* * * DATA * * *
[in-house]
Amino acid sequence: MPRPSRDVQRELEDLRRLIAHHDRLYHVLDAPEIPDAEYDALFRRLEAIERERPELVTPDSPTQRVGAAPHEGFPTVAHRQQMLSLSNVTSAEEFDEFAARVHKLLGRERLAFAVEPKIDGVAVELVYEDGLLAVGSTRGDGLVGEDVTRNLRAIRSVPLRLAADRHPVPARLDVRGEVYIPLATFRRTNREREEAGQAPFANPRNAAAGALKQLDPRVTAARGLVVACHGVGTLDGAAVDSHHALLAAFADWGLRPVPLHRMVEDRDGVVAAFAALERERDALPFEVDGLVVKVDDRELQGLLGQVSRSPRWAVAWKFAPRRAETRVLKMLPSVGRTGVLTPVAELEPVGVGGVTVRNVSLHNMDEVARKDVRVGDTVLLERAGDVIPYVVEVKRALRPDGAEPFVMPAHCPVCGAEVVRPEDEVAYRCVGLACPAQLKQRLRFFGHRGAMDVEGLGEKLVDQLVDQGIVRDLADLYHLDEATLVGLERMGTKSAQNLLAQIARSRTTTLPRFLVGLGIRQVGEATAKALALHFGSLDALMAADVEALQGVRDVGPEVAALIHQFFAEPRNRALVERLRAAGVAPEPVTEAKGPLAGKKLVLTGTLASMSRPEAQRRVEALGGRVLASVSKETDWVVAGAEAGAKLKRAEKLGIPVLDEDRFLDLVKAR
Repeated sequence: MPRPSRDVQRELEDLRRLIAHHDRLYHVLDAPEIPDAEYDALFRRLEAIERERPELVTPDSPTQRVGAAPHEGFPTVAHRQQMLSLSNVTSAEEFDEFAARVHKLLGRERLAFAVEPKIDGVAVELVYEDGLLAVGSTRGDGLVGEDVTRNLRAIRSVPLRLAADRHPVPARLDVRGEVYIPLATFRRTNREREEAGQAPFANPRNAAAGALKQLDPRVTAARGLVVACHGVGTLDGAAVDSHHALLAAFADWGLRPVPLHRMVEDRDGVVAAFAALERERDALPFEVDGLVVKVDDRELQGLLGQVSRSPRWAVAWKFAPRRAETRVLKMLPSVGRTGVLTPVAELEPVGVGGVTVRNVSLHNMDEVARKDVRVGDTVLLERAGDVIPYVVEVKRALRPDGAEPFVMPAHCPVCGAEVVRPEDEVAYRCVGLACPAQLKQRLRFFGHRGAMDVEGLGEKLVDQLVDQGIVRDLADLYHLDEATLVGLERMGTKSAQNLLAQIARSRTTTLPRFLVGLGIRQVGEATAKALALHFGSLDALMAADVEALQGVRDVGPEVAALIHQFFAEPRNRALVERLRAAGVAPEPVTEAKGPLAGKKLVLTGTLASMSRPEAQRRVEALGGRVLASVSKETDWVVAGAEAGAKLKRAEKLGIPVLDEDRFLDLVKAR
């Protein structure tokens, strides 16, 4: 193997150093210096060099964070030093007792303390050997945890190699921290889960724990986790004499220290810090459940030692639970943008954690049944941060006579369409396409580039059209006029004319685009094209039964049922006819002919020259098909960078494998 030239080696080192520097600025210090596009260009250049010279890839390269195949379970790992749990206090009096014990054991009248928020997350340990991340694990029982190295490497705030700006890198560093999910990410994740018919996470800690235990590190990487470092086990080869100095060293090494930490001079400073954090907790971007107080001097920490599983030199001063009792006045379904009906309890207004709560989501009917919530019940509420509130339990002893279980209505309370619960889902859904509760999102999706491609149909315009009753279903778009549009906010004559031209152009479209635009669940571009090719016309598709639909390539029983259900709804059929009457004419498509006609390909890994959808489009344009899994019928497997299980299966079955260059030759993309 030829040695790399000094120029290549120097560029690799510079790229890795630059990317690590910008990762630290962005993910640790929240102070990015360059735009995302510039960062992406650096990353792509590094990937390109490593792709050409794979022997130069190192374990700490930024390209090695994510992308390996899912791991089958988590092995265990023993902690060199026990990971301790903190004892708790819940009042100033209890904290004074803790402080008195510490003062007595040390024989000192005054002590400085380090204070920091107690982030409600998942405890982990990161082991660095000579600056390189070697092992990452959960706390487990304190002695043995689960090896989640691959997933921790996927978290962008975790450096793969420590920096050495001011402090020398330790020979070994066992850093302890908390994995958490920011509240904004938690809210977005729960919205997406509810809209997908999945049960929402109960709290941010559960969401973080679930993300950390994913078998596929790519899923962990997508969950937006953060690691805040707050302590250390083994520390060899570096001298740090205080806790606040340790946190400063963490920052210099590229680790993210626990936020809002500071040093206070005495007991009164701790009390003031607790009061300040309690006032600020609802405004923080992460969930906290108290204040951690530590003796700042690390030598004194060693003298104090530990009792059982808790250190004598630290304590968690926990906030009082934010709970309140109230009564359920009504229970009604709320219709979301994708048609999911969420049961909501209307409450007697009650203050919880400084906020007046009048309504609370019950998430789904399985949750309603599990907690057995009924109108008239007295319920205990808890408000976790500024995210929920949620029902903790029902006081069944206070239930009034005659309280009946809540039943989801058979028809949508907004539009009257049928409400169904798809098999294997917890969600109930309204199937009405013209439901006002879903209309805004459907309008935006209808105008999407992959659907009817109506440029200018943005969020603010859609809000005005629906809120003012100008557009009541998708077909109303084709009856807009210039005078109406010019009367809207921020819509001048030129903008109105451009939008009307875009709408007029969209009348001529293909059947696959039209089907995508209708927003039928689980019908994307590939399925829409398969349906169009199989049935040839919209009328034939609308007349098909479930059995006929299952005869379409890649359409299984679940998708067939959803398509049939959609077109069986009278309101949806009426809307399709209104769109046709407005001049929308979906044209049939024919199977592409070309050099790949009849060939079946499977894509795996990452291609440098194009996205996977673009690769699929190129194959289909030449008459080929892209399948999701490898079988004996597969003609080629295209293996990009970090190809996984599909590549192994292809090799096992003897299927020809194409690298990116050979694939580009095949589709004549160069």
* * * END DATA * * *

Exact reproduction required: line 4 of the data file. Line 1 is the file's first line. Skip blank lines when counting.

């Protein structure tokens, strides 16, 4: 193997150093210096060099964070030093007792303390050997945890190699921290889960724990986790004499220290810090459940030692639970943008954690049944941060006579369409396409580039059209006029004319685009094209039964049922006819002919020259098909960078494998 030239080696080192520097600025210090596009260009250049010279890839390269195949379970790992749990206090009096014990054991009248928020997350340990991340694990029982190295490497705030700006890198560093999910990410994740018919996470800690235990590190990487470092086990080869100095060293090494930490001079400073954090907790971007107080001097920490599983030199001063009792006045379904009906309890207004709560989501009917919530019940509420509130339990002893279980209505309370619960889902859904509760999102999706491609149909315009009753279903778009549009906010004559031209152009479209635009669940571009090719016309598709639909390539029983259900709804059929009457004419498509006609390909890994959808489009344009899994019928497997299980299966079955260059030759993309 030829040695790399000094120029290549120097560029690799510079790229890795630059990317690590910008990762630290962005993910640790929240102070990015360059735009995302510039960062992406650096990353792509590094990937390109490593792709050409794979022997130069190192374990700490930024390209090695994510992308390996899912791991089958988590092995265990023993902690060199026990990971301790903190004892708790819940009042100033209890904290004074803790402080008195510490003062007595040390024989000192005054002590400085380090204070920091107690982030409600998942405890982990990161082991660095000579600056390189070697092992990452959960706390487990304190002695043995689960090896989640691959997933921790996927978290962008975790450096793969420590920096050495001011402090020398330790020979070994066992850093302890908390994995958490920011509240904004938690809210977005729960919205997406509810809209997908999945049960929402109960709290941010559960969401973080679930993300950390994913078998596929790519899923962990997508969950937006953060690691805040707050302590250390083994520390060899570096001298740090205080806790606040340790946190400063963490920052210099590229680790993210626990936020809002500071040093206070005495007991009164701790009390003031607790009061300040309690006032600020609802405004923080992460969930906290108290204040951690530590003796700042690390030598004194060693003298104090530990009792059982808790250190004598630290304590968690926990906030009082934010709970309140109230009564359920009504229970009604709320219709979301994708048609999911969420049961909501209307409450007697009650203050919880400084906020007046009048309504609370019950998430789904399985949750309603599990907690057995009924109108008239007295319920205990808890408000976790500024995210929920949620029902903790029902006081069944206070239930009034005659309280009946809540039943989801058979028809949508907004539009009257049928409400169904798809098999294997917890969600109930309204199937009405013209439901006002879903209309805004459907309008935006209808105008999407992959659907009817109506440029200018943005969020603010859609809000005005629906809120003012100008557009009541998708077909109303084709009856807009210039005078109406010019009367809207921020819509001048030129903008109105451009939008009307875009709408007029969209009348001529293909059947696959039209089907995508209708927003039928689980019908994307590939399925829409398969349906169009199989049935040839919209009328034939609308007349098909479930059995006929299952005869379409890649359409299984679940998708067939959803398509049939959609077109069986009278309101949806009426809307399709209104769109046709407005001049929308979906044209049939024919199977592409070309050099790949009849060939079946499977894509795996990452291609440098194009996205996977673009690769699929190129194959289909030449008459080929892209399948999701490898079988004996597969003609080629295209293996990009970090190809996984599909590549192994292809090799096992003897299927020809194409690298990116050979694939580009095949589709004549160069």